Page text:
After a good inoculation of Christmas spirit, I thought I'd share with you a Christmas Hamilton. This one is from 1937 and it's a Clark... one of my favorite models too.
The Clark was introduced in 1936 and made through 1938 with a 14K gold filled case. If you see one in a 10K gold filled case, it's a different model, the 1940 Yorktowne
The Clark is an easy watch to find but a hard watch to find in nice shape, as it's especially prone to wear through on the edges of the case back and tops of the lugs. Mine has a hint of wear to the lower right lug but is otherwise in fine shape.
This watch was given to Edward from Gertrude on Christmas in 1937. This was a very fine gift for the tale-end of the Great Depression and I imagine Gertrude was very excited to give it to Edward. I wonder what became of them...? One thing is for sure, this watch was initially given with love.
Gold filled models in the 1930's with a 14/0 movement received the 17 jewel 980. There are actually three different variations of the 980 over the 1930's. The first ones had 980 stamped on the balance cock. This is the second variation, with the 980 on the train bridge. I'll explain another difference later in this post.
While everything is being cleaned, I'll prep a new glass crystal to replace the worn plastic one in the watch now.
Ah... spic and span and ready for reassembly.
There are two moments of relief when reassembling a 980 or 982 movement. The first is when you get the three-wheeled train bridge to seat properly and the other is when you get the balance seated and it comes back to life. Now it's off to the timer.
The watch is running a wee-bit fast so I'll slow it down with the regulator. The amplitude is over 200, which is good, and the beat error is on the high side of acceptable. These old 980's and 982's can be finicky... not as much as the pre-Elinvar 987's but almost as much. Attempting the reduce the beat error means taking on the risk of goofing it up and, personally, I don't think "the juice is worth the squeeze".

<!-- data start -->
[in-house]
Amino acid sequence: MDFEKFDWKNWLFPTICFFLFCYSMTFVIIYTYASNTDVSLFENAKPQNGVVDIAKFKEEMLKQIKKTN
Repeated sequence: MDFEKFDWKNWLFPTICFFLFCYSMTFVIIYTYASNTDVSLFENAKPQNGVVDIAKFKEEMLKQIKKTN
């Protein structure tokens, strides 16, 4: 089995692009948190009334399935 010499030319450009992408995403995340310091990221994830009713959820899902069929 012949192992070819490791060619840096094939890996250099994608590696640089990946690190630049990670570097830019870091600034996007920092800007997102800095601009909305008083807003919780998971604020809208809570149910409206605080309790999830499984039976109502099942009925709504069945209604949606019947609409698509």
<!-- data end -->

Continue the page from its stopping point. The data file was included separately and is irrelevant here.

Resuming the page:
A little tweaking brings the beat rate down a bit and the beat error too. Notice how the two lines have approached horizontal (just under the 244).
Here's a shot of the dial-side of the movement and now you can see the next indicator of a second generation of the 980... the split set bridge. This variation has two parts, one covers the setting wheel and minute wheel and the other holds the set level detent. On the third (and later) variation, this is all one piece. Also, note the balance cap jewel has one screw... later it has two screws.
Before the movement goes back into the case, I'll add my mark to the dozen or so other watchmakers' marks inside the case back. Edward took good care of this watch and had it serviced regularly.
The Clark has a narrow 14mm lug width and that's a tough size to get in a manly strap. I happened to have an old Speidel expansion bracelet that is a perfect fit and looks pretty good, I think. This is a nice looking watch, suitable for a man or a woman by today's standards.
I wish all my Hamilton Chronicles fans and fellow collectors a holy and merry Christmas, whether you celebrate the holiday or not, I hope you have a nice week and a joy-filled New Year.
May God bless us, everyone.